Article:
2. Accomplish the birth certificate form as soon as possible. Have it in your mental list of things to do after delivery (somewhere between announcing the news to friends and settling hospital bills). You see, the danger in not securing the birth certificate as early as possible is that it might be forgotten altogether. Take the case of former presidential candidate Mayor Fred Lim. He was already a law graduate when his birth certificate was secured, not to mention he also had to do it himself. Worse, he was accused of falsifying his birth certificate to hide his ancestry. This could have been avoided if the birth certificate forms were accomplished earlier on by his guardians.In some hospitals, accomplishing the birth certificate form is part of the routine services they provide. However, if the mother gives birth out of the hospital or in a hospital that does not provide this service, the responsibility of accomplishing the birth certificate forms rests solely on the parents. It should be done immediately.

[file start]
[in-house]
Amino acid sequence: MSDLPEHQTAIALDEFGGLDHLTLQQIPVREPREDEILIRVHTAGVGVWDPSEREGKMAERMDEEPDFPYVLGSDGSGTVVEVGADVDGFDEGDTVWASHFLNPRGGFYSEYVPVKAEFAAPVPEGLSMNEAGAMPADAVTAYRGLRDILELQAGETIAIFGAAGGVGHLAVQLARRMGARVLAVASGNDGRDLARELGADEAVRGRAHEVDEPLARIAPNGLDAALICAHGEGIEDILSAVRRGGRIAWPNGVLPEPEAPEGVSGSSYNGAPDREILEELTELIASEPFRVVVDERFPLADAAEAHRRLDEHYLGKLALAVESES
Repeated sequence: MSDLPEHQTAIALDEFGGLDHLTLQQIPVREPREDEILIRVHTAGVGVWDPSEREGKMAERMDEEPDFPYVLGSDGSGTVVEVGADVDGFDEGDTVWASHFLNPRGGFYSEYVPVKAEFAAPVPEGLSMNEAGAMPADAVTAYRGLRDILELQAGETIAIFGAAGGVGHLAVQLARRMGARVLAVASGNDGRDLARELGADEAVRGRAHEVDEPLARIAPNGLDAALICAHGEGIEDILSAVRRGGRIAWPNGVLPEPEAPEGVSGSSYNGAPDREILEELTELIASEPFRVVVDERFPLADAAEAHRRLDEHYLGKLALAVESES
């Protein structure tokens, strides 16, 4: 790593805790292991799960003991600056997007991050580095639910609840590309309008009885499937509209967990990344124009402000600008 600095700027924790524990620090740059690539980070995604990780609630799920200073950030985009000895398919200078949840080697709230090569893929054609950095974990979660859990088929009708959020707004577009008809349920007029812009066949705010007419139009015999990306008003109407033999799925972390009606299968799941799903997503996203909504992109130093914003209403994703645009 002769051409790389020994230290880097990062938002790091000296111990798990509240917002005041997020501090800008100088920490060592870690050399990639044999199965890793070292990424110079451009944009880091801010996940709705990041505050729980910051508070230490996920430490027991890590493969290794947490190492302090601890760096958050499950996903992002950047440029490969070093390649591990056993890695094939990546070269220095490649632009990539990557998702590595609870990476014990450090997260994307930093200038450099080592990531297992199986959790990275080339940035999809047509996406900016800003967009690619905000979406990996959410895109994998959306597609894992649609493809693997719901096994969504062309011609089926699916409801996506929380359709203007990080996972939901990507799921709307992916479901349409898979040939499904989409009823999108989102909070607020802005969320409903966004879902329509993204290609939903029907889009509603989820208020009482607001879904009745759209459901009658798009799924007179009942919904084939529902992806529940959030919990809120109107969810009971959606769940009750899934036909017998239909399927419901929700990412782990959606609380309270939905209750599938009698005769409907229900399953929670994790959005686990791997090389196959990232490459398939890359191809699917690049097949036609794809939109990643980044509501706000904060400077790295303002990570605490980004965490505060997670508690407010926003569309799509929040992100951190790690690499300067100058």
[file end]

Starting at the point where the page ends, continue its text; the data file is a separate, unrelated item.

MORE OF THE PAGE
3. Make sure all the details in the birth certificate are accurate. Keep in mind that the birth certificate should state true facts. Any false statement in the document is likely to lead to trouble for the kid, not to mention criminal responsibility for the parent who filled out the form --you can be charged with perjury. Asi Taulava, the basketball player, was deported because his Filipina mother's birthplace (which is Samar) was indicated as Tonga in his birth certificate. Thanks to his lawyers (which happens to be the law firm where Marvin works for) he is back playing in the Philippine Basketball Association, but not after so much trouble and expense. The same kind of problem will be faced by all the illegitimate children who were registered as legitimate by their unwed mothers. The birth certificate is only a record of the details about your child. It is not meant to correct deficiencies in life, so be true.